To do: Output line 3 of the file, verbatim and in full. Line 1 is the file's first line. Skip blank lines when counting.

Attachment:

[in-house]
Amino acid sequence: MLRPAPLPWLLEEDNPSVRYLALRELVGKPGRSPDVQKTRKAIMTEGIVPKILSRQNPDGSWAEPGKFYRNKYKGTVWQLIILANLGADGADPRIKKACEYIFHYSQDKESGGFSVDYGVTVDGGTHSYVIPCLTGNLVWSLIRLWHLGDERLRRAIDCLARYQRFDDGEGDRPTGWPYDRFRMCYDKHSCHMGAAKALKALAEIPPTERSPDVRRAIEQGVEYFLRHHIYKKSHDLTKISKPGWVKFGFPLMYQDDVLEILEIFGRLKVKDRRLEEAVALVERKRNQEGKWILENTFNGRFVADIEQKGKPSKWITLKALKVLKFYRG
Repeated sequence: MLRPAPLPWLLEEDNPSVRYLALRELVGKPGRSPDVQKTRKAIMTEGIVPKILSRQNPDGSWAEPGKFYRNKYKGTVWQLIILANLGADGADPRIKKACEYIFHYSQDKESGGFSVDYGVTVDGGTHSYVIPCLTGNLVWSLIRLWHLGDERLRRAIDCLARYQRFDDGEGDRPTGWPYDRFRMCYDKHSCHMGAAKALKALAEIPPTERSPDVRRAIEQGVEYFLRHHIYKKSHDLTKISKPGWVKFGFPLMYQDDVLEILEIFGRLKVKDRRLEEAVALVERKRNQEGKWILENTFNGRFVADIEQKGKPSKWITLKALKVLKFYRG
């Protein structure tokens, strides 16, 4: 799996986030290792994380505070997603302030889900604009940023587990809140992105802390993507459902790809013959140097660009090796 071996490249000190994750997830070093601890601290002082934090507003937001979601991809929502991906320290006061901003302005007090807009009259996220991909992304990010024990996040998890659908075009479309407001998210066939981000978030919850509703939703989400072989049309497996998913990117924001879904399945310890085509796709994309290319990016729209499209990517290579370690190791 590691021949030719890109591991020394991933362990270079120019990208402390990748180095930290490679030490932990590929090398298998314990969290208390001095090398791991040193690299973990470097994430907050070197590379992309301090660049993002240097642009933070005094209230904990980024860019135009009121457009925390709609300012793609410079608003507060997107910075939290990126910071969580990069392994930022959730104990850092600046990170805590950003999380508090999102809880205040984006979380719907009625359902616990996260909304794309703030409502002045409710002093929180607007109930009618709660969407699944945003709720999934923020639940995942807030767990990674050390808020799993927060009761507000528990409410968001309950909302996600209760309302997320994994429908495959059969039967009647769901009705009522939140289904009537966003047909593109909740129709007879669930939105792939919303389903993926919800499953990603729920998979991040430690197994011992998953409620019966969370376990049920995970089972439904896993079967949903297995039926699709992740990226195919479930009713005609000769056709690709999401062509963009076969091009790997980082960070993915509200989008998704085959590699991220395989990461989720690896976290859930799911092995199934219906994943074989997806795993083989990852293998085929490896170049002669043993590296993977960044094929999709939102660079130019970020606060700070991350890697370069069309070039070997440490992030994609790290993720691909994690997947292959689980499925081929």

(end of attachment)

Repeated sequence: MLRPAPLPWLLEEDNPSVRYLALRELVGKPGRSPDVQKTRKAIMTEGIVPKILSRQNPDGSWAEPGKFYRNKYKGTVWQLIILANLGADGADPRIKKACEYIFHYSQDKESGGFSVDYGVTVDGGTHSYVIPCLTGNLVWSLIRLWHLGDERLRRAIDCLARYQRFDDGEGDRPTGWPYDRFRMCYDKHSCHMGAAKALKALAEIPPTERSPDVRRAIEQGVEYFLRHHIYKKSHDLTKISKPGWVKFGFPLMYQDDVLEILEIFGRLKVKDRRLEEAVALVERKRNQEGKWILENTFNGRFVADIEQKGKPSKWITLKALKVLKFYRG